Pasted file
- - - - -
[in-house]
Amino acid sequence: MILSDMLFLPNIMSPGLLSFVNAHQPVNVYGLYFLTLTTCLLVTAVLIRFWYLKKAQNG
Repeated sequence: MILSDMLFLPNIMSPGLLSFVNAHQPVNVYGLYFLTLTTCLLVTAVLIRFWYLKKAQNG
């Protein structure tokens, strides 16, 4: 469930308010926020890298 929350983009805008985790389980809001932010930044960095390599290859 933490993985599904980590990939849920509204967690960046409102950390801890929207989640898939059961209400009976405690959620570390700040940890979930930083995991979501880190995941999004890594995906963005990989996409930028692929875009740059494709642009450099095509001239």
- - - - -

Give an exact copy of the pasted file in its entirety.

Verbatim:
[in-house]
Amino acid sequence: MILSDMLFLPNIMSPGLLSFVNAHQPVNVYGLYFLTLTTCLLVTAVLIRFWYLKKAQNG
Repeated sequence: MILSDMLFLPNIMSPGLLSFVNAHQPVNVYGLYFLTLTTCLLVTAVLIRFWYLKKAQNG
């Protein structure tokens, strides 16, 4: 469930308010926020890298 929350983009805008985790389980809001932010930044960095390599290859 933490993985599904980590990939849920509204967690960046409102950390801890929207989640898939059961209400009976405690959620570390700040940890979930930083995991979501880190995941999004890594995906963005990989996409930028692929875009740059494709642009450099095509001239």